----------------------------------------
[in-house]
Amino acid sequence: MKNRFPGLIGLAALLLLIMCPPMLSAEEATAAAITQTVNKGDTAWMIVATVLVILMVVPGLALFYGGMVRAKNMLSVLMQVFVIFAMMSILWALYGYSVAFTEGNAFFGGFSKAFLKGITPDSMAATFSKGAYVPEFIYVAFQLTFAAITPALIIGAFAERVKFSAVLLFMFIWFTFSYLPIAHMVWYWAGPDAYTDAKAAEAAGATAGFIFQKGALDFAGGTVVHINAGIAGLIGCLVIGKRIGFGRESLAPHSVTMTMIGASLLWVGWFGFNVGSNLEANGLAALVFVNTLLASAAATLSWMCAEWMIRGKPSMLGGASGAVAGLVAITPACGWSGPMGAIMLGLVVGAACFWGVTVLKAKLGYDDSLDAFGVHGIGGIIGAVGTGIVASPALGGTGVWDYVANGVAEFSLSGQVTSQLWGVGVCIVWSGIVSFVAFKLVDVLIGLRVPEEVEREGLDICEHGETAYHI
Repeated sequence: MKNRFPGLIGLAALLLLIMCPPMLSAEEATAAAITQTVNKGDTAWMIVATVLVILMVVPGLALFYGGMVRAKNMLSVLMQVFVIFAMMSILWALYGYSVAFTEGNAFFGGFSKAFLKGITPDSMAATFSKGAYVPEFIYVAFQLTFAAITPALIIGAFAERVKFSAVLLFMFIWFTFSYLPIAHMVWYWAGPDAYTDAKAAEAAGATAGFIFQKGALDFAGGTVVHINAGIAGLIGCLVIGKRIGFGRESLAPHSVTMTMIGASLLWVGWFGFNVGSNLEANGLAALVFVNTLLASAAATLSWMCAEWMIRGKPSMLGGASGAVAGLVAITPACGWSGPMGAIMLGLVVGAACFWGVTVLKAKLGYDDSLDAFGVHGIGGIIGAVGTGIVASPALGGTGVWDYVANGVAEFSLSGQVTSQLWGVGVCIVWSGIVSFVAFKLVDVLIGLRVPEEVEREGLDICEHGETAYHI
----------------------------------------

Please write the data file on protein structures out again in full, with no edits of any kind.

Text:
[in-house]
Amino acid sequence: MKNRFPGLIGLAALLLLIMCPPMLSAEEATAAAITQTVNKGDTAWMIVATVLVILMVVPGLALFYGGMVRAKNMLSVLMQVFVIFAMMSILWALYGYSVAFTEGNAFFGGFSKAFLKGITPDSMAATFSKGAYVPEFIYVAFQLTFAAITPALIIGAFAERVKFSAVLLFMFIWFTFSYLPIAHMVWYWAGPDAYTDAKAAEAAGATAGFIFQKGALDFAGGTVVHINAGIAGLIGCLVIGKRIGFGRESLAPHSVTMTMIGASLLWVGWFGFNVGSNLEANGLAALVFVNTLLASAAATLSWMCAEWMIRGKPSMLGGASGAVAGLVAITPACGWSGPMGAIMLGLVVGAACFWGVTVLKAKLGYDDSLDAFGVHGIGGIIGAVGTGIVASPALGGTGVWDYVANGVAEFSLSGQVTSQLWGVGVCIVWSGIVSFVAFKLVDVLIGLRVPEEVEREGLDICEHGETAYHI
Repeated sequence: MKNRFPGLIGLAALLLLIMCPPMLSAEEATAAAITQTVNKGDTAWMIVATVLVILMVVPGLALFYGGMVRAKNMLSVLMQVFVIFAMMSILWALYGYSVAFTEGNAFFGGFSKAFLKGITPDSMAATFSKGAYVPEFIYVAFQLTFAAITPALIIGAFAERVKFSAVLLFMFIWFTFSYLPIAHMVWYWAGPDAYTDAKAAEAAGATAGFIFQKGALDFAGGTVVHINAGIAGLIGCLVIGKRIGFGRESLAPHSVTMTMIGASLLWVGWFGFNVGSNLEANGLAALVFVNTLLASAAATLSWMCAEWMIRGKPSMLGGASGAVAGLVAITPACGWSGPMGAIMLGLVVGAACFWGVTVLKAKLGYDDSLDAFGVHGIGGIIGAVGTGIVASPALGGTGVWDYVANGVAEFSLSGQVTSQLWGVGVCIVWSGIVSFVAFKLVDVLIGLRVPEEVEREGLDICEHGETAYHI